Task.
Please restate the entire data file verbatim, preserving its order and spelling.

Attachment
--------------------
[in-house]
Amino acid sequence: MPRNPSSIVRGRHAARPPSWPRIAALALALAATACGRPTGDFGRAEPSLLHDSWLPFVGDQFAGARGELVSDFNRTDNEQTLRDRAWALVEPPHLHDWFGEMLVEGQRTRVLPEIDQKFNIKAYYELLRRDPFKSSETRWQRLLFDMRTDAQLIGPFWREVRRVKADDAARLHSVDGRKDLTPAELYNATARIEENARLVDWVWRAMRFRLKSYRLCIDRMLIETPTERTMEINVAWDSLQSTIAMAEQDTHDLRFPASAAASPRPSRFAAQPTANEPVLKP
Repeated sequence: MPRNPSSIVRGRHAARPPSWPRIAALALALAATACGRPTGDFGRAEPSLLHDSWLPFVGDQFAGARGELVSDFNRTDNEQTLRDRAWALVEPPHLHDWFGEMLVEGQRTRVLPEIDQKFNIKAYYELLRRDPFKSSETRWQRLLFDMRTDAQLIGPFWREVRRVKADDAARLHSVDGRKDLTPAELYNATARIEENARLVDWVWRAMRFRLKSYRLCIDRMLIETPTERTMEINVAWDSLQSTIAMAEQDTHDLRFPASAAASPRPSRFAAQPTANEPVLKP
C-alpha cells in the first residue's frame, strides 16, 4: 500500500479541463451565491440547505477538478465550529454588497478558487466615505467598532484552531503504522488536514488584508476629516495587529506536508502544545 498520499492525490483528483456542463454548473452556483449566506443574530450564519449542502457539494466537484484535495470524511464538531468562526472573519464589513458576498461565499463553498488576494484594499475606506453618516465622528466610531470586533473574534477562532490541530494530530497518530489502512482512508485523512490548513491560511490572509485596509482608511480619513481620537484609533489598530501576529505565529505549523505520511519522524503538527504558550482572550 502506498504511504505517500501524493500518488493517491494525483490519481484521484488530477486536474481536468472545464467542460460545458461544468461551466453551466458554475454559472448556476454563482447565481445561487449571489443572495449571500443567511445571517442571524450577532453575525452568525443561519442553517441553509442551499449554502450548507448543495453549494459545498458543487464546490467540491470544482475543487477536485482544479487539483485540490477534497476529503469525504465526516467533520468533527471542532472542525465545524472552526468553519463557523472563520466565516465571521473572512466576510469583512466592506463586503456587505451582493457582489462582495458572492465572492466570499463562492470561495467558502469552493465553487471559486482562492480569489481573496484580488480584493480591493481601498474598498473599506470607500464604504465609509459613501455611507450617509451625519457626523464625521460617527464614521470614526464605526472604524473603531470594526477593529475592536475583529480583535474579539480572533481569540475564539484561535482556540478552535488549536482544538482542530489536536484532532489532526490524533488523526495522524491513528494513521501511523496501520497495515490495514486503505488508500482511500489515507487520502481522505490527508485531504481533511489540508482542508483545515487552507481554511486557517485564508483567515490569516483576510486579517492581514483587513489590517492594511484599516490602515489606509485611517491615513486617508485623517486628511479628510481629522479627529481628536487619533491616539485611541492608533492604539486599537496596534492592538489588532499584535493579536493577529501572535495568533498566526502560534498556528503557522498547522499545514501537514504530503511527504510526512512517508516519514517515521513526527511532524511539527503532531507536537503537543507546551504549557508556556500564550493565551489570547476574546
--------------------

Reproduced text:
[in-house]
Amino acid sequence: MPRNPSSIVRGRHAARPPSWPRIAALALALAATACGRPTGDFGRAEPSLLHDSWLPFVGDQFAGARGELVSDFNRTDNEQTLRDRAWALVEPPHLHDWFGEMLVEGQRTRVLPEIDQKFNIKAYYELLRRDPFKSSETRWQRLLFDMRTDAQLIGPFWREVRRVKADDAARLHSVDGRKDLTPAELYNATARIEENARLVDWVWRAMRFRLKSYRLCIDRMLIETPTERTMEINVAWDSLQSTIAMAEQDTHDLRFPASAAASPRPSRFAAQPTANEPVLKP
Repeated sequence: MPRNPSSIVRGRHAARPPSWPRIAALALALAATACGRPTGDFGRAEPSLLHDSWLPFVGDQFAGARGELVSDFNRTDNEQTLRDRAWALVEPPHLHDWFGEMLVEGQRTRVLPEIDQKFNIKAYYELLRRDPFKSSETRWQRLLFDMRTDAQLIGPFWREVRRVKADDAARLHSVDGRKDLTPAELYNATARIEENARLVDWVWRAMRFRLKSYRLCIDRMLIETPTERTMEINVAWDSLQSTIAMAEQDTHDLRFPASAAASPRPSRFAAQPTANEPVLKP
C-alpha cells in the first residue's frame, strides 16, 4: 500500500479541463451565491440547505477538478465550529454588497478558487466615505467598532484552531503504522488536514488584508476629516495587529506536508502544545 498520499492525490483528483456542463454548473452556483449566506443574530450564519449542502457539494466537484484535495470524511464538531468562526472573519464589513458576498461565499463553498488576494484594499475606506453618516465622528466610531470586533473574534477562532490541530494530530497518530489502512482512508485523512490548513491560511490572509485596509482608511480619513481620537484609533489598530501576529505565529505549523505520511519522524503538527504558550482572550 502506498504511504505517500501524493500518488493517491494525483490519481484521484488530477486536474481536468472545464467542460460545458461544468461551466453551466458554475454559472448556476454563482447565481445561487449571489443572495449571500443567511445571517442571524450577532453575525452568525443561519442553517441553509442551499449554502450548507448543495453549494459545498458543487464546490467540491470544482475543487477536485482544479487539483485540490477534497476529503469525504465526516467533520468533527471542532472542525465545524472552526468553519463557523472563520466565516465571521473572512466576510469583512466592506463586503456587505451582493457582489462582495458572492465572492466570499463562492470561495467558502469552493465553487471559486482562492480569489481573496484580488480584493480591493481601498474598498473599506470607500464604504465609509459613501455611507450617509451625519457626523464625521460617527464614521470614526464605526472604524473603531470594526477593529475592536475583529480583535474579539480572533481569540475564539484561535482556540478552535488549536482544538482542530489536536484532532489532526490524533488523526495522524491513528494513521501511523496501520497495515490495514486503505488508500482511500489515507487520502481522505490527508485531504481533511489540508482542508483545515487552507481554511486557517485564508483567515490569516483576510486579517492581514483587513489590517492594511484599516490602515489606509485611517491615513486617508485623517486628511479628510481629522479627529481628536487619533491616539485611541492608533492604539486599537496596534492592538489588532499584535493579536493577529501572535495568533498566526502560534498556528503557522498547522499545514501537514504530503511527504510526512512517508516519514517515521513526527511532524511539527503532531507536537503537543507546551504549557508556556500564550493565551489570547476574546